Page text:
Mike Leach's treatment of Adam James, in the midst of a sport-wide awakening to the perils of concussions, was unforgivable. But as Spencer Hall suggests, Leach was probably a goner before Craig James even picked up the phone.
This was a firing in search of a provocation. Hall writes:
Leach's contract negotiations were, to put it politely, contentious. His flirtations with other jobs were brazen. The university's patience with his high-profile antics was running low even before a season where he suspended players from Twitter, referred to their "fat little girlfriends" after a loss to Texas A&M, and secluded/imprisoned/whatever happened with Adam James. The university will hint at "other things" that Leach did or didn't do to provoke his firing, but ultimately it came down to Leach pulling a suicide by injunction earlier today and forcing Texas Tech to fire him.
When Leach firing was announced in Lubbock courtroom, someone yelled, "Well you're going to have a bunch of empty seats in that stadium!"
That's probably true. Leach was the best coach in school history; he built the program out of whimsy and a tinkerer's instinct, and in another year or so, he will go and make another program very successful. The bummer of it is that Leach was supposed to be the sunny antithesis of all those glowering fascists on all those sidelines. In 2005, Michael Lewis wrote an excellent story about Leach that is worth a read today. Lewis memorably said that Leach's offense was as much a mood as it was a collection of plays: "It is designed to maximize the possibility of something good happening rather than to minimize the possibility of something bad happening." That's obviously still true, but it's hard to reconcile the cheeriness of that description with the evident sadism of Leach's dispatching an injured player to a chairless shed — excuse me, "garage." Instead, another passage stands out today:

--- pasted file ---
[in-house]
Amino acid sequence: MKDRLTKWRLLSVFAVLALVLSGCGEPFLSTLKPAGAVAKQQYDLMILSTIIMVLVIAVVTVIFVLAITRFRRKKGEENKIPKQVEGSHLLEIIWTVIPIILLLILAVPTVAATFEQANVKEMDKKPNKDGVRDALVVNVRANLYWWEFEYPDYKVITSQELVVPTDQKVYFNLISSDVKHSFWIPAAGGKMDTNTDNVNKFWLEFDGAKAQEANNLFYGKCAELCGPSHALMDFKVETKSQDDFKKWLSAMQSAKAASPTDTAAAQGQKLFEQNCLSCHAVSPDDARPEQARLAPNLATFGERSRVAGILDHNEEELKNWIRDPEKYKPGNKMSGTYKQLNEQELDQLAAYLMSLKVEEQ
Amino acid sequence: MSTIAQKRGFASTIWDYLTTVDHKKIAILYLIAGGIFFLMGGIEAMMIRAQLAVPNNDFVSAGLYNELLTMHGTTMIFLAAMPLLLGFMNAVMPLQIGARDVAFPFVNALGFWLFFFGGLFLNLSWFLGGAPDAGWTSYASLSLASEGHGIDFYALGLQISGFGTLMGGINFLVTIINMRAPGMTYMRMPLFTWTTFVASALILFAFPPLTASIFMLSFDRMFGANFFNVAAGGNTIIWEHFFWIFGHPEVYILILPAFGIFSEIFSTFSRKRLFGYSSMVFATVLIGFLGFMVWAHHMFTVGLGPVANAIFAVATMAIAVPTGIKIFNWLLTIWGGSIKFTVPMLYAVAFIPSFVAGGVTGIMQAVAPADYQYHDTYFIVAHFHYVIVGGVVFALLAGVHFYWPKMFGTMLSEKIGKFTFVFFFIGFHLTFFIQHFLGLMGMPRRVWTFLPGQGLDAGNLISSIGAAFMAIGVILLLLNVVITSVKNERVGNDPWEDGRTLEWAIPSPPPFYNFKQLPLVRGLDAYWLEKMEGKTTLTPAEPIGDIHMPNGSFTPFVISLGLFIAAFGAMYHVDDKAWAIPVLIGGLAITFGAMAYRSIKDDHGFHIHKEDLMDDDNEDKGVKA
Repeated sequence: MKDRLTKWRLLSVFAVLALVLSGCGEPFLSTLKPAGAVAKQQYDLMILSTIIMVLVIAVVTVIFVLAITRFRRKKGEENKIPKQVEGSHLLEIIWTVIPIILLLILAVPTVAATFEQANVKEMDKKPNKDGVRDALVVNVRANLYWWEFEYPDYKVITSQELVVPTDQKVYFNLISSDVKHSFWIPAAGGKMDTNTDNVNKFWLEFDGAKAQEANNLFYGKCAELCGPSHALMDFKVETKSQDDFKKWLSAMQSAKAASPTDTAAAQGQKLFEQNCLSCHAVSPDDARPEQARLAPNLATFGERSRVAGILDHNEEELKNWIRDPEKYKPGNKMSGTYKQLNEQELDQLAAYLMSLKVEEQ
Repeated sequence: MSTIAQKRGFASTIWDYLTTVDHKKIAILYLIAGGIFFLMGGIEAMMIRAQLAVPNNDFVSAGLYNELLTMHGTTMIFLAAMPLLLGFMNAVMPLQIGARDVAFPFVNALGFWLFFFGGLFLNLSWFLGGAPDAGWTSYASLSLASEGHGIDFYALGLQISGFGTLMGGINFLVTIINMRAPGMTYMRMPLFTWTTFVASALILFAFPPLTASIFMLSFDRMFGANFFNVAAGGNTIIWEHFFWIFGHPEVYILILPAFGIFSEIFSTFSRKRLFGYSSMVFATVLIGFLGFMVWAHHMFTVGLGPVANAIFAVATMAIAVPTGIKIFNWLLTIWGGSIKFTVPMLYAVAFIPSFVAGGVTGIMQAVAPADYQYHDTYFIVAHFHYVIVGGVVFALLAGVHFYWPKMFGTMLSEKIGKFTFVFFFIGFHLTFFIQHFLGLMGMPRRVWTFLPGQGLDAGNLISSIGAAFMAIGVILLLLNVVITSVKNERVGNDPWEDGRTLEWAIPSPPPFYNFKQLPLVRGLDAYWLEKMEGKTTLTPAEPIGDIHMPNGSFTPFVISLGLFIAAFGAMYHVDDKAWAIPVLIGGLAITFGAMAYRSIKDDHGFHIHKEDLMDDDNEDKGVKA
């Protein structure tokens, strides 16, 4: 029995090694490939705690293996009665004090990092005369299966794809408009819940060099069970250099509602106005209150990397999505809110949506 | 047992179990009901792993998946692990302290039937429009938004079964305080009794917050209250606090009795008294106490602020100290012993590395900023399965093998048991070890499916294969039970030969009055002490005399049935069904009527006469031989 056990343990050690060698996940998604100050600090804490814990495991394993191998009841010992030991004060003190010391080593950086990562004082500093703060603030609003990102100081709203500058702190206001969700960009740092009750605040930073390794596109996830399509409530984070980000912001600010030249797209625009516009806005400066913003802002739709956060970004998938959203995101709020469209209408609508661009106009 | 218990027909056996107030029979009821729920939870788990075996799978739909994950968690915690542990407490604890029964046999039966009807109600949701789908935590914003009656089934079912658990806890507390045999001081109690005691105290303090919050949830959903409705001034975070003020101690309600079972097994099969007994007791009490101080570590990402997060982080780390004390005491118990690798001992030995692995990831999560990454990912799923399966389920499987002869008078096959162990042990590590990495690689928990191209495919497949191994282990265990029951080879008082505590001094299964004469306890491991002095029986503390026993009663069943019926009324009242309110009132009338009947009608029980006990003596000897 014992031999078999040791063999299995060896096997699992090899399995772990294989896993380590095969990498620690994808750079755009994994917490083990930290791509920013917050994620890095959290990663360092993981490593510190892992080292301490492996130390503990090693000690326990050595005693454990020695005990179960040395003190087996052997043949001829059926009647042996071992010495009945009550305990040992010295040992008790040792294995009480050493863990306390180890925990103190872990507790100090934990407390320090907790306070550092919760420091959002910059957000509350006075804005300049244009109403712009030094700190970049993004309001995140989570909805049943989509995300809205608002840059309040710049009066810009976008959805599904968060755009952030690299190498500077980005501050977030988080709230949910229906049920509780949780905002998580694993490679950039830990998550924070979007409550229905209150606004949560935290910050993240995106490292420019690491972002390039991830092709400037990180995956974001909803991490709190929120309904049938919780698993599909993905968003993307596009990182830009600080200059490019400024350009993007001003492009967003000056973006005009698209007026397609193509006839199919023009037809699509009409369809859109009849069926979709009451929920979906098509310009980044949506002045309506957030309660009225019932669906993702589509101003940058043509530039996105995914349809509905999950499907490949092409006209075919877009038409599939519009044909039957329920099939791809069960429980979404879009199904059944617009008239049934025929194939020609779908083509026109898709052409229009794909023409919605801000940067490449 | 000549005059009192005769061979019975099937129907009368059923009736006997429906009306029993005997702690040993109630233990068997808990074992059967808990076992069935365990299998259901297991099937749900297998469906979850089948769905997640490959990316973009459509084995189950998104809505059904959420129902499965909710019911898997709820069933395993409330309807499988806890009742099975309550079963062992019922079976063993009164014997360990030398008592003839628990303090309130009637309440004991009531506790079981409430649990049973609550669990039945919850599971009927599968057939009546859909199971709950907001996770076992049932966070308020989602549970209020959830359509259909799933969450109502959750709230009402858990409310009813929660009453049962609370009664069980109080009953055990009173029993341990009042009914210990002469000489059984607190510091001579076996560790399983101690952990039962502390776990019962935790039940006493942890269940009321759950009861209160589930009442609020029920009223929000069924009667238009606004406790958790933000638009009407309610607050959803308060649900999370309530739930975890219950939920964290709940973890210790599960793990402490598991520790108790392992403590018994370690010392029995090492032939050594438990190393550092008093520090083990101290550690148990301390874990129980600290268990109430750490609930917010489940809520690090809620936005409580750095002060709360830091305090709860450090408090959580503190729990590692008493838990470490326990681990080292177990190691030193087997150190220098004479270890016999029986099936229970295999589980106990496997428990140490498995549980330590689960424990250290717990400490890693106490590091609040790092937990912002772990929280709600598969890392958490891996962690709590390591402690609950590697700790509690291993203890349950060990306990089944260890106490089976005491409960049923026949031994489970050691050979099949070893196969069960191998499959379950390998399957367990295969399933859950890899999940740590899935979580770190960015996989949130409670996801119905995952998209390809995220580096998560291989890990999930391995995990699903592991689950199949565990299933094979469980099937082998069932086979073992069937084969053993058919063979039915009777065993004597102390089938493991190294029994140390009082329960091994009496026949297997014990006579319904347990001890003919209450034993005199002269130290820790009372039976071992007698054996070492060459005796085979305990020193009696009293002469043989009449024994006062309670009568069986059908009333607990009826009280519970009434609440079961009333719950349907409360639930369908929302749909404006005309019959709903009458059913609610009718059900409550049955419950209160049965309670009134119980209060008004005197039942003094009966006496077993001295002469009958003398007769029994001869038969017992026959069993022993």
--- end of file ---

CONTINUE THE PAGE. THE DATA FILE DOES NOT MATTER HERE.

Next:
"Football's the most violent sport," Leach says. "And because of that, the most intense and emotional." Truth is, he loves the violence. ("Aw, yeah, the violence is awesome. That's the best part.") Back in the early 1980's, when he was a student at B.Y.U., he spotted a poster for a seminar, "Violence in American Sports." It was given by a visiting professor who bemoaned the influence of football on the American mind. To dramatize the point, the professor played a video of especially shocking blows delivered in college and pro football. "It had all the great hits in football you remembered and wanted to see again," Leach recalls. "Word got around campus that this guy had this great tape, and the place was jammed. Everybody was cheering the hits. I went twice."
The Brief: Mike Leach Fired At Texas Tech And What It Means [SBNation]
Mike Leach fired "for cause" [Smart Football]
Coach Leach Goes Deep, Very Deep [The New York Times]